DENVER -- Commissioned on April 7, 1945, the USS Pueblo was designated as a banner class environmental research ship.
In reality, the Pueblo was used as a spy ship by the U.S. Navy. Sailors were eavesdropping on the North Koreans.
Alvin Plucker would know this. He was a quartermaster on the Pueblo.
“We worked on the bridge and on the pilot house and worked directly under commander Bucher,” Plucker said.
On Jan. 23, 1968, Plucker's life changed forever. North Korean forces captured the loan spy ship.
Plucker, along with 82 of his shipmates, the entire crew, we’re taken prisoner 50 years ago.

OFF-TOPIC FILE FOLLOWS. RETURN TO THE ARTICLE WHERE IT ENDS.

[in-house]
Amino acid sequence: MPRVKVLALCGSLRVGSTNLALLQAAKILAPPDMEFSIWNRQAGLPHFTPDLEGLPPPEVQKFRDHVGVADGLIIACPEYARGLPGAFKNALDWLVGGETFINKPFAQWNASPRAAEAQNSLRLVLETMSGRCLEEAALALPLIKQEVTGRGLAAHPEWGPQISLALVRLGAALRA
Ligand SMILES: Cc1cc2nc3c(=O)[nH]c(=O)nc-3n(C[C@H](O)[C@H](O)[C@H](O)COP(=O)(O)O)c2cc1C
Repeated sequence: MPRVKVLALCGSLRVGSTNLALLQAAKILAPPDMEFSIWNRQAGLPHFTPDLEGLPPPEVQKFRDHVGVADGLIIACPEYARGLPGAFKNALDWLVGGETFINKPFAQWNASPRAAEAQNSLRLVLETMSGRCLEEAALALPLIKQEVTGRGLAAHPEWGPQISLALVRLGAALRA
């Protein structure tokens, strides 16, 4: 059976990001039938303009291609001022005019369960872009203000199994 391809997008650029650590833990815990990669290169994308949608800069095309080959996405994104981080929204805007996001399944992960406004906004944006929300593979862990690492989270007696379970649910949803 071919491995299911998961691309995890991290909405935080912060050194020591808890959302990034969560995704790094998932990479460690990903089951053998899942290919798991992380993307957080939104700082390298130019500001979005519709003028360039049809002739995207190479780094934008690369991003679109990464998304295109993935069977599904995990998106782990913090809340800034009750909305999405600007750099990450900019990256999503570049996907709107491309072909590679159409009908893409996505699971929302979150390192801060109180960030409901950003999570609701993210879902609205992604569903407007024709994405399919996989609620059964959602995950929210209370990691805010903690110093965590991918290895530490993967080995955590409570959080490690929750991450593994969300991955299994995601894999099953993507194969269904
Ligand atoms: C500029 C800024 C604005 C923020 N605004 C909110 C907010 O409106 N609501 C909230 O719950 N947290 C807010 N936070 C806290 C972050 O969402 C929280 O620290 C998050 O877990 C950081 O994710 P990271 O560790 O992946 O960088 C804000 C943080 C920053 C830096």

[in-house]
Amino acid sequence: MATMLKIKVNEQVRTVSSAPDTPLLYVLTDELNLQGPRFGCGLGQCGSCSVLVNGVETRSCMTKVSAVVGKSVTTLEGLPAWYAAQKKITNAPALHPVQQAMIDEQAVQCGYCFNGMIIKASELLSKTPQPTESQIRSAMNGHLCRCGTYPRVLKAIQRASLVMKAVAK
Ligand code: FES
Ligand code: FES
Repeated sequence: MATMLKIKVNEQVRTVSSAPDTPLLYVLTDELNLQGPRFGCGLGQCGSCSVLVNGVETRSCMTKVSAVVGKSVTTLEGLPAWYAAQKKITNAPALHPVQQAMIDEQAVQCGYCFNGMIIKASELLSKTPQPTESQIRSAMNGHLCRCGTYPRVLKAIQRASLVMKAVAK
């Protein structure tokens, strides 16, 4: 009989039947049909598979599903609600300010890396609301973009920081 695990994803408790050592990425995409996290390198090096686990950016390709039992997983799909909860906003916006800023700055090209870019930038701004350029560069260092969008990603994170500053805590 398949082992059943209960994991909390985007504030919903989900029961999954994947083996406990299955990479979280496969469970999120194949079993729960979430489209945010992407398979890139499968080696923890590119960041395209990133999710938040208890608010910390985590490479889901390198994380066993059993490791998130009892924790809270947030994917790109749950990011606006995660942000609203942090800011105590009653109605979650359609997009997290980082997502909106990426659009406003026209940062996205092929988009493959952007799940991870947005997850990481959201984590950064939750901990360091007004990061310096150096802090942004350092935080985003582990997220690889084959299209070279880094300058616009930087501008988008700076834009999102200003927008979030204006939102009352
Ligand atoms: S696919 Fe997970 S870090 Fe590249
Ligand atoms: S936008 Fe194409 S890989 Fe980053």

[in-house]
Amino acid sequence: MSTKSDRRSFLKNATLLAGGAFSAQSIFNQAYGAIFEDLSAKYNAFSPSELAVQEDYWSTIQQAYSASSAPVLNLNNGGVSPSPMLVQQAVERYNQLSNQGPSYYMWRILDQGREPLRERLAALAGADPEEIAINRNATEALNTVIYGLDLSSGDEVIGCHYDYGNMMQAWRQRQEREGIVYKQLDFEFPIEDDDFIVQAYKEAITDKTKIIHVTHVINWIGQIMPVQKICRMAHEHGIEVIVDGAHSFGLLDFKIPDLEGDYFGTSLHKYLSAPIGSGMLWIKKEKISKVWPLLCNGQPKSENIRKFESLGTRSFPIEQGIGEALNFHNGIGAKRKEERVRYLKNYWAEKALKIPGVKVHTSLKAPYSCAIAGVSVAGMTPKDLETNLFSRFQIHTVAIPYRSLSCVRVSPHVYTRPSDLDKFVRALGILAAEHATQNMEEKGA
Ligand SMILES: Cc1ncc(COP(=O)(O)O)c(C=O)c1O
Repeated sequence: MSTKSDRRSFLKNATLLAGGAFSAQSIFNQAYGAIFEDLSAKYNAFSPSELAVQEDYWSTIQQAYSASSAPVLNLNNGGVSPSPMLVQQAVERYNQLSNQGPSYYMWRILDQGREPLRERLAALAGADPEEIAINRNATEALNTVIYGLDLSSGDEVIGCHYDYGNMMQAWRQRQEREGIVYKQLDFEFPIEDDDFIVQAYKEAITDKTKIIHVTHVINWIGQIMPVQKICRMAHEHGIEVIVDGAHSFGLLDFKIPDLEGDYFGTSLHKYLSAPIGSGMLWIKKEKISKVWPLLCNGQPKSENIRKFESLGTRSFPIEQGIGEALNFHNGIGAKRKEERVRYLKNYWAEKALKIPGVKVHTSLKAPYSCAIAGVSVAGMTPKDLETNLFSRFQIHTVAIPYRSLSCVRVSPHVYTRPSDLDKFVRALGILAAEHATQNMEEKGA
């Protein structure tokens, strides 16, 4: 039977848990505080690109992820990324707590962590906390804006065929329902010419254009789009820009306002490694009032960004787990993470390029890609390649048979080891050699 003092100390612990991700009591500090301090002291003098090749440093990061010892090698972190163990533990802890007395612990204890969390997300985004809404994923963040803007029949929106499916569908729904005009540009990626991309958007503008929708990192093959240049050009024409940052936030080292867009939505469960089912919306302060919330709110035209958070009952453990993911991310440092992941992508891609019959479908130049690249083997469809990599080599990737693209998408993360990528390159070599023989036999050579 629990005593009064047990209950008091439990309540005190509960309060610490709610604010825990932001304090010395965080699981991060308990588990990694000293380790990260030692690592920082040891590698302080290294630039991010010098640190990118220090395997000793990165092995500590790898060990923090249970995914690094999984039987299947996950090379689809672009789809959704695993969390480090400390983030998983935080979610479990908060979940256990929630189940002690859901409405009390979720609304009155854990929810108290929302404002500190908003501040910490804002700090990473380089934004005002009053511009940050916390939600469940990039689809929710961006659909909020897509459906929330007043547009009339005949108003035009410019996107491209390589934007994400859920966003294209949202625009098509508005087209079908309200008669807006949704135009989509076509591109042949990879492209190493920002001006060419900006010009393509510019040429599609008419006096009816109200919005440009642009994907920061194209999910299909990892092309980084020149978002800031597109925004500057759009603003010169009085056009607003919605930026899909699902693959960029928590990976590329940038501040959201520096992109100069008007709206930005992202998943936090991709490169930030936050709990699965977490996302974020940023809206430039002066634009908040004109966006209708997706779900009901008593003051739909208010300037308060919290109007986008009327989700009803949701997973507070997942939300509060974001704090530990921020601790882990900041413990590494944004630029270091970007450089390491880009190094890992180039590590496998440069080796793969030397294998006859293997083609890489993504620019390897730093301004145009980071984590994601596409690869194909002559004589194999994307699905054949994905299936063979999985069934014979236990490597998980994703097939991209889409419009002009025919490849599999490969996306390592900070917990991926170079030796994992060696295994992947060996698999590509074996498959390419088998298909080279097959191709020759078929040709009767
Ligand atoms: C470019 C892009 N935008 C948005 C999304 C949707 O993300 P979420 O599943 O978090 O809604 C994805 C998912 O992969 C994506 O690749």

“First thing they did was knock me on the floor. And they reached around and grabbed my hands and tied my hands behind my back," he said.
That was just the beginning. For 10 months, the crew was beaten, starved, interrogated, then used as propaganda by North Korea.
After a negotiated release, the detainees were given new clothes to wear in front of the cameras.
The USS Pueblo remains in North Korea and is used for propaganda to this day.
Plucker said he would love to see the ship come back to the United States. It's named after the city in southern Colorado and he thinks that's where the ship should be.
It's something that is not likely to happen.